Recovering debt through third parties

Recovering debt through third parties

Contents

Guarantees

Debtors may also transfer their debt and can do so by entering into a 'guarantee' agreement with another party. A guarantee is a contract whereby one person ('the guarantor') agrees to be responsible for the debts, or a particular debt, of someone else. This responsibility will always be specific to the original creditor and is a contractual relationship, i.e. the guarantor has a contractual duty to stand in the shoes of the debtor. So, if there is a guarantee agreement, the creditor can recover the debt from the guarantor.

The guarantor will have a personal liability to the creditor if the debtor doesn't pay the debts that the guarantor guaranteed. The liability of the guarantor is in addition to, not in substitution for, that of the debtor. This does not mean that the creditor can ask for double their money, only that they are entitled to seek the entire sum, or any portion of it from either the debtor or guarantor.

By section 4 of the Statute of Frauds 1677 a guarantee is unenforceable unless it is made in writing (or there is a written memorandum or note of it) and signed by the guarantor.

Power of attorney to collect debts

A power of attorney to collect debts is used by one person, called the donor, to give another, called the attorney, the power to act on their behalf, specifically to collect money which is owed to the donor. However, it cannot be used to perform any function in respect of property or an asset where the donor is a co-owner.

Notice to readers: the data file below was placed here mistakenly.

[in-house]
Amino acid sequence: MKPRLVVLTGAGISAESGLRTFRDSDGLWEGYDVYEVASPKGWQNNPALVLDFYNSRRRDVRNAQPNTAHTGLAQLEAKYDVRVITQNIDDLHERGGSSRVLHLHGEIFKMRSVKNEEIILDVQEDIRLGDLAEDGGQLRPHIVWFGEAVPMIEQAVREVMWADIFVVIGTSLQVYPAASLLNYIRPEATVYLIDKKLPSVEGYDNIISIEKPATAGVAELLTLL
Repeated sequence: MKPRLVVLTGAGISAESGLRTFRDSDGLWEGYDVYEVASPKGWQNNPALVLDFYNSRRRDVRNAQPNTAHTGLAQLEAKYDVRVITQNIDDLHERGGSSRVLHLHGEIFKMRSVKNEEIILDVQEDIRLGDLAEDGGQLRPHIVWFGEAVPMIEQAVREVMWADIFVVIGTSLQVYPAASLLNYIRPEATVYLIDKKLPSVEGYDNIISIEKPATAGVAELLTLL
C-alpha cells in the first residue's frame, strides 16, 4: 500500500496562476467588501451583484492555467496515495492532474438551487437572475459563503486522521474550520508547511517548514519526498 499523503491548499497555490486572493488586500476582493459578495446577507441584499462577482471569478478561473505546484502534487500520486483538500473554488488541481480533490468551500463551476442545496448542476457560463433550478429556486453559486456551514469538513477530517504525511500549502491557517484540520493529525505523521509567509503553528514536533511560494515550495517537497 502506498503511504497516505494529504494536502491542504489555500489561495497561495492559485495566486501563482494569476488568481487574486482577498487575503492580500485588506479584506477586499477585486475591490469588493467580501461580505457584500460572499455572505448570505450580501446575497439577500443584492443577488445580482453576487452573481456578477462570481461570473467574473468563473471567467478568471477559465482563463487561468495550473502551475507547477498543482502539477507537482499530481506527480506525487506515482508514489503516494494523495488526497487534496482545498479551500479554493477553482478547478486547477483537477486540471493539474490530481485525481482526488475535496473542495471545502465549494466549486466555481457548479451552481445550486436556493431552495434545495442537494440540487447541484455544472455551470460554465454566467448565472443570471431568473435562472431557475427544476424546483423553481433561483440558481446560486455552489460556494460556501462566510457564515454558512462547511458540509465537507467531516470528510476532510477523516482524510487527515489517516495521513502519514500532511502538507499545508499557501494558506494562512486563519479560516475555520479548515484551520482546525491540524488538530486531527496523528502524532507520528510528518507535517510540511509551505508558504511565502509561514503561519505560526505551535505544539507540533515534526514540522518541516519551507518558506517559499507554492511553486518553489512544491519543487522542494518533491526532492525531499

The law states that the donor must execute the document creating the power of attorney as a deed. That means that the document must be signed and dated by the donor and the language must clearly indicate that the document is signed as a deed. At least one witness must also sign the document.

Where a person gives a power of attorney and subsequently becomes mentally ill so that they are incapable of managing their affairs, the power of attorney will automatically end. Anything done subsequently under the power of attorney will not be valid. It's worth mentioning that there is a special power of attorney which can be drawn up to deal with this situation, known as an enduring power of attorney. To prove that a person has been given a power of attorney, they will either produce the original or else a certified copy of the original. Photocopying the original power of attorney and certifying on each page that it is a true copy of the original makes a certified copy.